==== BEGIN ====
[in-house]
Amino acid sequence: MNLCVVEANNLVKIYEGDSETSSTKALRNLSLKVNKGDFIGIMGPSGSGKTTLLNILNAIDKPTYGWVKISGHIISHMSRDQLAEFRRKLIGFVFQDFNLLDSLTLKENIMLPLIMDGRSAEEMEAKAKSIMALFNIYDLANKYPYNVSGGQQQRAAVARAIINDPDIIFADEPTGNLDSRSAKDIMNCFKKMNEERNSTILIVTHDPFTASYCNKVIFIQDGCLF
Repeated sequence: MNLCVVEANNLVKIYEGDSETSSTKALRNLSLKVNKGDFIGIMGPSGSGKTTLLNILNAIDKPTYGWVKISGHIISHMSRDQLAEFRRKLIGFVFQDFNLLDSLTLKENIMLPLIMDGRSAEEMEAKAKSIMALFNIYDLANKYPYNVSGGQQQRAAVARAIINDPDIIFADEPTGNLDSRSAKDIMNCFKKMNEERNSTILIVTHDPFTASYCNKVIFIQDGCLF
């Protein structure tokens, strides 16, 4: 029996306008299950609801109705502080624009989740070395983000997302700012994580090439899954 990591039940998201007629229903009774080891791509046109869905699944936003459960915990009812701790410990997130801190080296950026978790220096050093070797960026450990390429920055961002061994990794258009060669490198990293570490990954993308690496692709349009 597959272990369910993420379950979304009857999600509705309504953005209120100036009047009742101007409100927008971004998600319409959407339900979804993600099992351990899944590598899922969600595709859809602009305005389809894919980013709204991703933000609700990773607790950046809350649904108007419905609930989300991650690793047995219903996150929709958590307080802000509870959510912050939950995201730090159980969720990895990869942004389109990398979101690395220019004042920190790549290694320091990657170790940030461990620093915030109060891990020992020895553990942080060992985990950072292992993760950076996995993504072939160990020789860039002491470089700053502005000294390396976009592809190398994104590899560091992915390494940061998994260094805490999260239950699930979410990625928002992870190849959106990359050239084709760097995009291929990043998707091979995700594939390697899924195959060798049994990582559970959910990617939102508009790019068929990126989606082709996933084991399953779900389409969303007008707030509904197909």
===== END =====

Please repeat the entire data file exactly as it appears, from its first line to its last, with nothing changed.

[in-house]
Amino acid sequence: MNLCVVEANNLVKIYEGDSETSSTKALRNLSLKVNKGDFIGIMGPSGSGKTTLLNILNAIDKPTYGWVKISGHIISHMSRDQLAEFRRKLIGFVFQDFNLLDSLTLKENIMLPLIMDGRSAEEMEAKAKSIMALFNIYDLANKYPYNVSGGQQQRAAVARAIINDPDIIFADEPTGNLDSRSAKDIMNCFKKMNEERNSTILIVTHDPFTASYCNKVIFIQDGCLF
Repeated sequence: MNLCVVEANNLVKIYEGDSETSSTKALRNLSLKVNKGDFIGIMGPSGSGKTTLLNILNAIDKPTYGWVKISGHIISHMSRDQLAEFRRKLIGFVFQDFNLLDSLTLKENIMLPLIMDGRSAEEMEAKAKSIMALFNIYDLANKYPYNVSGGQQQRAAVARAIINDPDIIFADEPTGNLDSRSAKDIMNCFKKMNEERNSTILIVTHDPFTASYCNKVIFIQDGCLF
């Protein structure tokens, strides 16, 4: 029996306008299950609801109705502080624009989740070395983000997302700012994580090439899954 990591039940998201007629229903009774080891791509046109869905699944936003459960915990009812701790410990997130801190080296950026978790220096050093070797960026450990390429920055961002061994990794258009060669490198990293570490990954993308690496692709349009 597959272990369910993420379950979304009857999600509705309504953005209120100036009047009742101007409100927008971004998600319409959407339900979804993600099992351990899944590598899922969600595709859809602009305005389809894919980013709204991703933000609700990773607790950046809350649904108007419905609930989300991650690793047995219903996150929709958590307080802000509870959510912050939950995201730090159980969720990895990869942004389109990398979101690395220019004042920190790549290694320091990657170790940030461990620093915030109060891990020992020895553990942080060992985990950072292992993760950076996995993504072939160990020789860039002491470089700053502005000294390396976009592809190398994104590899560091992915390494940061998994260094805490999260239950699930979410990625928002992870190849959106990359050239084709760097995009291929990043998707091979995700594939390697899924195959060798049994990582559970959910990617939102508009790019068929990126989606082709996933084991399953779900389409969303007008707030509904197909």